Smooth-barked apple gums, also known as Sydney red gum or rusty gum trees, are Australian native plants found along the NSW coast, and in the Sydney basin and parts of Queensland. Growing to heights of 15-30m, the russet-coloured angophoras shed their bark in spring to reveal spectacular new salmon-coloured bark.
Read more about Smooth-barked apple
The smooth-barked apple is a familiar sight along the east coast of NSW. It is widely scattered on sandy soils and sandstone ridges from Coffs Harbour to Bodalla, west into the Blue Mountains in NSW and in southern Queensland forests.
The twisted trunks, russet-coloured bark and spreading branches of this native angophora are a memorable sight in the Australian bush. The smooth-barked apple sheds its bark in large patchy flakes during spring, to reveal striking pink-orange bark, which fades to a pink-grey by winter. It produces large showy white flowers during summer.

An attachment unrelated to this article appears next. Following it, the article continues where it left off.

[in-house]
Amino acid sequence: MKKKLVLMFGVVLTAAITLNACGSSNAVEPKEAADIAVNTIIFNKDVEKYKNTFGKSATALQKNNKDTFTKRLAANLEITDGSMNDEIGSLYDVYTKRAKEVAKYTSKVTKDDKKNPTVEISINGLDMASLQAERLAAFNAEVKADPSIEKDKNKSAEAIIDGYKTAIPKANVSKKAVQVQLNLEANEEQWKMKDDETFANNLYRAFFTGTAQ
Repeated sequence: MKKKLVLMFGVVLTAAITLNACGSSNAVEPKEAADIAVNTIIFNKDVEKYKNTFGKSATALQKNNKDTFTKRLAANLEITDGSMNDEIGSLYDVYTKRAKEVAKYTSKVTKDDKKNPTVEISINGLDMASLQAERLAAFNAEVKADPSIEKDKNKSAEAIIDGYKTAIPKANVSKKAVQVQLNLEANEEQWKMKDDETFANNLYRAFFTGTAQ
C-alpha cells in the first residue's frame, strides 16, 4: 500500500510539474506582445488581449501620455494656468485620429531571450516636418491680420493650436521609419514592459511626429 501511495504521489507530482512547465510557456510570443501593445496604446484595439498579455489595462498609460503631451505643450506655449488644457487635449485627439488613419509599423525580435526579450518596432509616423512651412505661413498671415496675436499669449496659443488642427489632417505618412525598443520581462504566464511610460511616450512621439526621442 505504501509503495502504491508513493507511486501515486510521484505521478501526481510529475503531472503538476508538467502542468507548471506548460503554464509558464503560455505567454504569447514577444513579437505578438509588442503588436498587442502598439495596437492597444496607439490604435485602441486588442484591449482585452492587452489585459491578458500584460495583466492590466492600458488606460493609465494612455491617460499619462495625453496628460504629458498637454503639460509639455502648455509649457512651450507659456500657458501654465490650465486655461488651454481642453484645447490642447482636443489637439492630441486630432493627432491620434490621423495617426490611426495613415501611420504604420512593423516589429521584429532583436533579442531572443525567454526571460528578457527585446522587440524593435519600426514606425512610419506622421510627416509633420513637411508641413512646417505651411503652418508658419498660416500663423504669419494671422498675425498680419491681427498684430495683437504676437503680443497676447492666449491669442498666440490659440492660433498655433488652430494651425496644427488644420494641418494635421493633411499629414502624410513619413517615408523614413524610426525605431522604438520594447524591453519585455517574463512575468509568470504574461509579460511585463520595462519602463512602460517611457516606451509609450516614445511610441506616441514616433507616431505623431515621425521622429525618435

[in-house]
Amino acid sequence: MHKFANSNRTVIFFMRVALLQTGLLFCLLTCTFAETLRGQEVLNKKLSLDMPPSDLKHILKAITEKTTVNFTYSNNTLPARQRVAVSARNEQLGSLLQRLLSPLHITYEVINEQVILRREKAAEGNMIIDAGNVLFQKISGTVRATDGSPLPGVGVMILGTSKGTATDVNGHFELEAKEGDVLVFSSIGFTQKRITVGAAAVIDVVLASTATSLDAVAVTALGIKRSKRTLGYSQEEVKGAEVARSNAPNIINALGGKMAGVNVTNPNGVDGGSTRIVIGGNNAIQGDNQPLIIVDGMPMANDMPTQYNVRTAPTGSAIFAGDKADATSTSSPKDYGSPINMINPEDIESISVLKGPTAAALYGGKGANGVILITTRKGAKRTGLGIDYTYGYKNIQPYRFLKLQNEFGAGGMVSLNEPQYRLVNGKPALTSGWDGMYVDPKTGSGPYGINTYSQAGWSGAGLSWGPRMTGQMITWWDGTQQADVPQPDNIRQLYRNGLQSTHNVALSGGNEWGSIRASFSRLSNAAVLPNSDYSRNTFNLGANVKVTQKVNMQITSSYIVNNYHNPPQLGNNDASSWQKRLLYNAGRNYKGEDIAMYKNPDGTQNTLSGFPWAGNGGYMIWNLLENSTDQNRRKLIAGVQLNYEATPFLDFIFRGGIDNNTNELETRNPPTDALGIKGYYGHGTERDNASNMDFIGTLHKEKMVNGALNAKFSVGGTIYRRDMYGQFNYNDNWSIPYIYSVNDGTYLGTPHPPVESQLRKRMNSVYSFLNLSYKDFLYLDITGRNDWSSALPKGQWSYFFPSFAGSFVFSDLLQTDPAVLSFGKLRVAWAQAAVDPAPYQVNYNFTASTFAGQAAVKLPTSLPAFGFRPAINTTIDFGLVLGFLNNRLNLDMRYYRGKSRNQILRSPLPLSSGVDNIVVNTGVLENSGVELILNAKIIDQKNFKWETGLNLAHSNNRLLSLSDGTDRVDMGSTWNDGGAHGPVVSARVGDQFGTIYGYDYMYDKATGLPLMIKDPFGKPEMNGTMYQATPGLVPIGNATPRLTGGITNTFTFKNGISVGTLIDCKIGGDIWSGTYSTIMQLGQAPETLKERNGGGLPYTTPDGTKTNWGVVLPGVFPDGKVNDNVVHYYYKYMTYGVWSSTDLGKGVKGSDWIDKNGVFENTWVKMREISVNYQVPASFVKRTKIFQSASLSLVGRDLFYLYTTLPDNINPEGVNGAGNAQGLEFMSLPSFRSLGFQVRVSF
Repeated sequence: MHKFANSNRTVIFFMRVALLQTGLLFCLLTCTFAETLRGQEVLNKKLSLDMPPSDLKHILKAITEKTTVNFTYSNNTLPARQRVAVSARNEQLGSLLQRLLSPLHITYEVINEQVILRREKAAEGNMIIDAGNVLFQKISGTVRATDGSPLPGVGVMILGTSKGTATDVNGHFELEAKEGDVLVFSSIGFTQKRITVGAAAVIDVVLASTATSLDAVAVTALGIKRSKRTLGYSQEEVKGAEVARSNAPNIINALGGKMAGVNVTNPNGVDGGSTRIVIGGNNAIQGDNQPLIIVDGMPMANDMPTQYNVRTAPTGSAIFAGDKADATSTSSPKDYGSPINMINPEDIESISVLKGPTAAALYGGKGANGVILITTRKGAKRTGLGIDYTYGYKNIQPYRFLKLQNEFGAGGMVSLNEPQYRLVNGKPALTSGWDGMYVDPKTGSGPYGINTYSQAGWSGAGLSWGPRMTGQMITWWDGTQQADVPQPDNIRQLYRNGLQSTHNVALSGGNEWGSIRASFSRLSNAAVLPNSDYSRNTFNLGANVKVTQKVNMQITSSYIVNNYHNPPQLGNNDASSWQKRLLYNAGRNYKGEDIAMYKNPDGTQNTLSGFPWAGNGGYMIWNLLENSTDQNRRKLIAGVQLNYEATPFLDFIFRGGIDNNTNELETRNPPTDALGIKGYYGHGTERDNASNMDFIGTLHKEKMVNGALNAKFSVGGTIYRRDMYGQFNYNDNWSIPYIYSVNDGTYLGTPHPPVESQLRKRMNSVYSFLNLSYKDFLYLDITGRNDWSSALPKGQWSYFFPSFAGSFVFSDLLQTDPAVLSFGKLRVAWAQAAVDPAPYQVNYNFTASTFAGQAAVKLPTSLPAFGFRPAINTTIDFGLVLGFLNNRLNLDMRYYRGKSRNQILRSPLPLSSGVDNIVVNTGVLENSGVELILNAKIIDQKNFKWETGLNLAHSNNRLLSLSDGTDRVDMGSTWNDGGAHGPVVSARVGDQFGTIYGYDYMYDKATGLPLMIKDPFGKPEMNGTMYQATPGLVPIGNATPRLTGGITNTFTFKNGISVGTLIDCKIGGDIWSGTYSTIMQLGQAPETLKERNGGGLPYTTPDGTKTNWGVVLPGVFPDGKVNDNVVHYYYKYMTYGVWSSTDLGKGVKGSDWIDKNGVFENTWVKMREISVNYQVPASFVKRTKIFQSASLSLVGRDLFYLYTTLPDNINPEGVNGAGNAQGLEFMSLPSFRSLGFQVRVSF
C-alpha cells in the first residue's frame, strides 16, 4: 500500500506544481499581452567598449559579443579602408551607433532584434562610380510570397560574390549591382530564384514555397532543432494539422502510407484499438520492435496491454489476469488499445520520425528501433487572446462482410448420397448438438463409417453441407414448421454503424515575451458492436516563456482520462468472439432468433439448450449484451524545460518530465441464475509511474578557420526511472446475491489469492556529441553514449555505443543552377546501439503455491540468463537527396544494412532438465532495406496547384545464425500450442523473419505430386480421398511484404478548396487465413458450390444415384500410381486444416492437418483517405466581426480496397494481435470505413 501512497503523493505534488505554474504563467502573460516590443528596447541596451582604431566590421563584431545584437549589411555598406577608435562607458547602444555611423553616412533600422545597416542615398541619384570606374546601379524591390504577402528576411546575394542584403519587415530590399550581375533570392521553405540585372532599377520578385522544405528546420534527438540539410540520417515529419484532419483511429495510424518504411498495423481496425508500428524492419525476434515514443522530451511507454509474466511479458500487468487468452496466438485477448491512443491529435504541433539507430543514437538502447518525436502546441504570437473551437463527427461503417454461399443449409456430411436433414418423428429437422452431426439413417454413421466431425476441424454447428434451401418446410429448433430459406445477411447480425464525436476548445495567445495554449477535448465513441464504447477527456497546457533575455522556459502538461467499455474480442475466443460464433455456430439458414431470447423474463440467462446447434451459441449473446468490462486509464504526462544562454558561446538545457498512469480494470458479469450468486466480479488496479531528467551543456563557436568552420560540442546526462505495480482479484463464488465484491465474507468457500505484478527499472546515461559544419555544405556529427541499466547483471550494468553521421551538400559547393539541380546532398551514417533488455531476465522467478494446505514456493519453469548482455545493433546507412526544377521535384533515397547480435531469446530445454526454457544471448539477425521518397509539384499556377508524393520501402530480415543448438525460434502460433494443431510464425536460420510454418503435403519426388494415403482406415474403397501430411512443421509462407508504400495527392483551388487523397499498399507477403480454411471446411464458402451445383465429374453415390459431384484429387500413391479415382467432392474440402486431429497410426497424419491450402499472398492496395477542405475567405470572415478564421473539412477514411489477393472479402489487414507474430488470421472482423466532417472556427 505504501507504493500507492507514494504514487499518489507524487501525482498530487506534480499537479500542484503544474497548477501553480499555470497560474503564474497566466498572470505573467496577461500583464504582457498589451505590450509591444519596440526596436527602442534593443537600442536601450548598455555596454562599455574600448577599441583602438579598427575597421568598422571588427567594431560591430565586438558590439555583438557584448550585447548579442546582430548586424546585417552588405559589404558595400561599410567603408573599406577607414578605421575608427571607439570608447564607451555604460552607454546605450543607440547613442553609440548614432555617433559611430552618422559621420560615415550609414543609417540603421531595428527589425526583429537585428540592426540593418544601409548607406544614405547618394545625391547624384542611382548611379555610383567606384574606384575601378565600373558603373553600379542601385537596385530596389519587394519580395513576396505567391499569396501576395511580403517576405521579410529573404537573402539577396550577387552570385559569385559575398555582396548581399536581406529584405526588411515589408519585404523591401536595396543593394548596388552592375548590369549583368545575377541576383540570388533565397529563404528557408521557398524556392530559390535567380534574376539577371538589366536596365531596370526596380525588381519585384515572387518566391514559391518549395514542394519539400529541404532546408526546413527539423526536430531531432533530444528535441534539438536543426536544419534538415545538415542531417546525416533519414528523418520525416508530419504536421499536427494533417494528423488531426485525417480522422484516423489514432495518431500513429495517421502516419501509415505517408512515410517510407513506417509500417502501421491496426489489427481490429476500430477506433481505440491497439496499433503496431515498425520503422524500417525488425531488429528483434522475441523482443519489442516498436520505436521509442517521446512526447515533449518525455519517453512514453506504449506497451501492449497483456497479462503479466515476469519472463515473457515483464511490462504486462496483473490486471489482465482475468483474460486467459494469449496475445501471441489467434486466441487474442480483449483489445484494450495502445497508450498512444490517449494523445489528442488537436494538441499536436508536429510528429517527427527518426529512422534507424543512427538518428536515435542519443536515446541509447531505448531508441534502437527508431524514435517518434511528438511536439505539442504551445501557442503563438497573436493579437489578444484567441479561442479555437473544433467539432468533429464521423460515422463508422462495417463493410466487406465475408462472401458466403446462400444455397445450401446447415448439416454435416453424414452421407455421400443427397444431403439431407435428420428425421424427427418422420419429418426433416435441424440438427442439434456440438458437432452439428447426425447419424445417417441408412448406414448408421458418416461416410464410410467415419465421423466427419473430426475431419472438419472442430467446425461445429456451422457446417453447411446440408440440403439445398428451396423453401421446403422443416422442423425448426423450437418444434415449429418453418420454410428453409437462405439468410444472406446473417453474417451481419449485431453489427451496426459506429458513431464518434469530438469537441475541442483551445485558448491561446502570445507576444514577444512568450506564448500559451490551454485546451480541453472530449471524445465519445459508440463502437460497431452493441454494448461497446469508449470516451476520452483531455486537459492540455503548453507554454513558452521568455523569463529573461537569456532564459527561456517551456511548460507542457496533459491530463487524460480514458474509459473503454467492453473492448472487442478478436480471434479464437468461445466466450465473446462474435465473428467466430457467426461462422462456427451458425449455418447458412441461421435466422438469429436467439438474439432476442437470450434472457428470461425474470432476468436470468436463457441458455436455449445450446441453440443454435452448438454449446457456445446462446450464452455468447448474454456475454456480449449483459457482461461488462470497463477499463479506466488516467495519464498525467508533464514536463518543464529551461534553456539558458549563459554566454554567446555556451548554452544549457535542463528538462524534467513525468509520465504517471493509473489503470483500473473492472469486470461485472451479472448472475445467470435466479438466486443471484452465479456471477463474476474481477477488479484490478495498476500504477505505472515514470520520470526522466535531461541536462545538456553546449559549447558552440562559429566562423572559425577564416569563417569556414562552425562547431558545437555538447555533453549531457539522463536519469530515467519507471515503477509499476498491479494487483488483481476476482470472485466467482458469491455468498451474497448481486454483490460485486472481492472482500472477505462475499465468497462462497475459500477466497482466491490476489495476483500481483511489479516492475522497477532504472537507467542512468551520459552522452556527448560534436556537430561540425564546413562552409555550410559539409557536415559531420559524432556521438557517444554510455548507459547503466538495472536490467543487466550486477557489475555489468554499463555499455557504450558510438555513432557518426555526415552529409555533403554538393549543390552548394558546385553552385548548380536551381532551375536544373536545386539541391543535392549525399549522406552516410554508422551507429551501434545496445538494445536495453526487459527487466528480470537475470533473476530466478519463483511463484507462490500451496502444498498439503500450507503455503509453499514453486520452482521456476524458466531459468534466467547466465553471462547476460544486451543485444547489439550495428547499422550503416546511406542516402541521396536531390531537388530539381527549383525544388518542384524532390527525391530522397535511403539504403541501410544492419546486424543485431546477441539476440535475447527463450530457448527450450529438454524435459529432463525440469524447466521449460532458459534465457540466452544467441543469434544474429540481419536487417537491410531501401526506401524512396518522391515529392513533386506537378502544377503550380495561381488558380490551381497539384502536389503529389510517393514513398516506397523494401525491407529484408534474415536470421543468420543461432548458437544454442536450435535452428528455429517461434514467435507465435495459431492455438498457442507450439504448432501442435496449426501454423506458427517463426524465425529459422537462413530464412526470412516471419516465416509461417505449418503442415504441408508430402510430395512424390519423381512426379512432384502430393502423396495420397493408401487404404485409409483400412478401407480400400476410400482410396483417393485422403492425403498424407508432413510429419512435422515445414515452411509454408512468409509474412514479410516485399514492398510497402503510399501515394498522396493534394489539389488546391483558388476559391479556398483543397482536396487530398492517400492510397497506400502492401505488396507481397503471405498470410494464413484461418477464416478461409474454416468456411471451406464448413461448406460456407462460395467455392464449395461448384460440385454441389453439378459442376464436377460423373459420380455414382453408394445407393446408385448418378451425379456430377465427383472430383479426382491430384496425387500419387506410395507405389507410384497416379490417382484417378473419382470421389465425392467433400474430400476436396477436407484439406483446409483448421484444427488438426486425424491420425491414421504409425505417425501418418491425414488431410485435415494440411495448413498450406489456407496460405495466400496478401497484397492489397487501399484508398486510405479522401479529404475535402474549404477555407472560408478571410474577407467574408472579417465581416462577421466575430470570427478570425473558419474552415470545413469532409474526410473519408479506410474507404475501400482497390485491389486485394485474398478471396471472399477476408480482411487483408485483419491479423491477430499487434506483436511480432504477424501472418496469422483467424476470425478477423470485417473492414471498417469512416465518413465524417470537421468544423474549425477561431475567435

- Common name
- Smooth-barked apple
- Scientific name
- Angophora costata
- Conservation status in NSW
Parks in which this plant is found
- Blue Mountains National Park
- Bouddi National Park
- Georges River National Park
- Glenrock State Conservation Area
- Kurnell area in Kamay Botany Bay National Park
- La Perouse area in Kamay Botany Bay National Park
- Lane Cove National Park
- Munmorah State Conservation Area
- Popran National Park
- Sydney Harbour National Park
- Tomaree National Park
- Wollemi National Park
- Worimi National Park